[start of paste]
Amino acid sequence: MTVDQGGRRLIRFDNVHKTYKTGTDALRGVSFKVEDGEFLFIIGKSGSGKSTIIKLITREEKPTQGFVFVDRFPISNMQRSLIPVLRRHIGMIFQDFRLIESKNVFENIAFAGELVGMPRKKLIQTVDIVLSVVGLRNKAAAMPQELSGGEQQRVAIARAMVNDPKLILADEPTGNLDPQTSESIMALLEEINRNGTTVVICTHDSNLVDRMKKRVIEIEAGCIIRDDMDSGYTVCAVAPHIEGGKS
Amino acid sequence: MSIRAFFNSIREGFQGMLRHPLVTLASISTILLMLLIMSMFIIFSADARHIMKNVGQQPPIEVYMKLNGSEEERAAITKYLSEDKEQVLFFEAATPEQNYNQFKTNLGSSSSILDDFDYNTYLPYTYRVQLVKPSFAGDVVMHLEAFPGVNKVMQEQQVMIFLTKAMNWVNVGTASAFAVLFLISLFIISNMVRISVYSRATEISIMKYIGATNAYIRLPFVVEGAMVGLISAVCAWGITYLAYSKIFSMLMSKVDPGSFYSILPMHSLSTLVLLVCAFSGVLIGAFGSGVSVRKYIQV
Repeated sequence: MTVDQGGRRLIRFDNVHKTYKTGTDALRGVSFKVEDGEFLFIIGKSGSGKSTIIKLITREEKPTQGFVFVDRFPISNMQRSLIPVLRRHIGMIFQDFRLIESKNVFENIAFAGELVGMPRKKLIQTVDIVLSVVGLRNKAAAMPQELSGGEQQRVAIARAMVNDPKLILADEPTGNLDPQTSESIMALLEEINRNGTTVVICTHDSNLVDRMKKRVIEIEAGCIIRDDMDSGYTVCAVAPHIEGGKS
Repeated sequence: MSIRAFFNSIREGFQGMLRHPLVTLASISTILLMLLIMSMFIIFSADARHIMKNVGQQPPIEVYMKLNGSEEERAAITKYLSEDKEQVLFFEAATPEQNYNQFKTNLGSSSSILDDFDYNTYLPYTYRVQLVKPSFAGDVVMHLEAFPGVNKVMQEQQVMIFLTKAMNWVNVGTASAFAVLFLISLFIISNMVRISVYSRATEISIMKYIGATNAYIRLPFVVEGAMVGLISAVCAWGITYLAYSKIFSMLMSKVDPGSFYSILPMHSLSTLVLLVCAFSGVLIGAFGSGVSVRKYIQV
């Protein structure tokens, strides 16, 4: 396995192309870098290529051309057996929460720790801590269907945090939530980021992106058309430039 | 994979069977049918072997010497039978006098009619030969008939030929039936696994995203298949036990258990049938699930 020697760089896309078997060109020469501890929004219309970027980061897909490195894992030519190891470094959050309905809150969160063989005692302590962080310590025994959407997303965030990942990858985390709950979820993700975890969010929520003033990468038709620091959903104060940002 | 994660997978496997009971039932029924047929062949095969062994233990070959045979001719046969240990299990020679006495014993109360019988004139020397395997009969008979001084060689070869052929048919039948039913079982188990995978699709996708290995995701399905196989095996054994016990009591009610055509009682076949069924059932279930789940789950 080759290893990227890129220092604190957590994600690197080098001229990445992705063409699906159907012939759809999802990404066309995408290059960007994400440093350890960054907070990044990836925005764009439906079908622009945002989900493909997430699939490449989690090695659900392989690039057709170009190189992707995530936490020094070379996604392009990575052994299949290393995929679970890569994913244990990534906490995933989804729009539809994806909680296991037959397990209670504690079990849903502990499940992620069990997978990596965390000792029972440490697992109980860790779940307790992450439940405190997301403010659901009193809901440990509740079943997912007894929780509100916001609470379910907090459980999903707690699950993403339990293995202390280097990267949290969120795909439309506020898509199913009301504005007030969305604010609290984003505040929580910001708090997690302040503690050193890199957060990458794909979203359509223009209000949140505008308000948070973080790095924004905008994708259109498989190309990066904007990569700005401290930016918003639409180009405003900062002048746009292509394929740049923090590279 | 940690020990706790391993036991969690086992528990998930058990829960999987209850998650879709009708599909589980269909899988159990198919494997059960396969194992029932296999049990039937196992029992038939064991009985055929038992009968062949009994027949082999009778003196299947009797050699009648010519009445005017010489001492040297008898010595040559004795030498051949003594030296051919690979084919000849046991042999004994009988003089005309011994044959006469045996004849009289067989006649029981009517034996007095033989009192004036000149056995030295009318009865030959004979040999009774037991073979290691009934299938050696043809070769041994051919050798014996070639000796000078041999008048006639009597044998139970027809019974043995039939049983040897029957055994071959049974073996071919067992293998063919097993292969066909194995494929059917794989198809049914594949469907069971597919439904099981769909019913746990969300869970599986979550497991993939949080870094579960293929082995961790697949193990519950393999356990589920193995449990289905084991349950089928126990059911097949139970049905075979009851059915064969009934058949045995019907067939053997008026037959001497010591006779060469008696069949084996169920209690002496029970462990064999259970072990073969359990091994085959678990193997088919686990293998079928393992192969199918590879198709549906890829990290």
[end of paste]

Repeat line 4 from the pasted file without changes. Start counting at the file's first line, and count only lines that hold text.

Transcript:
Repeated sequence: MSIRAFFNSIREGFQGMLRHPLVTLASISTILLMLLIMSMFIIFSADARHIMKNVGQQPPIEVYMKLNGSEEERAAITKYLSEDKEQVLFFEAATPEQNYNQFKTNLGSSSSILDDFDYNTYLPYTYRVQLVKPSFAGDVVMHLEAFPGVNKVMQEQQVMIFLTKAMNWVNVGTASAFAVLFLISLFIISNMVRISVYSRATEISIMKYIGATNAYIRLPFVVEGAMVGLISAVCAWGITYLAYSKIFSMLMSKVDPGSFYSILPMHSLSTLVLLVCAFSGVLIGAFGSGVSVRKYIQV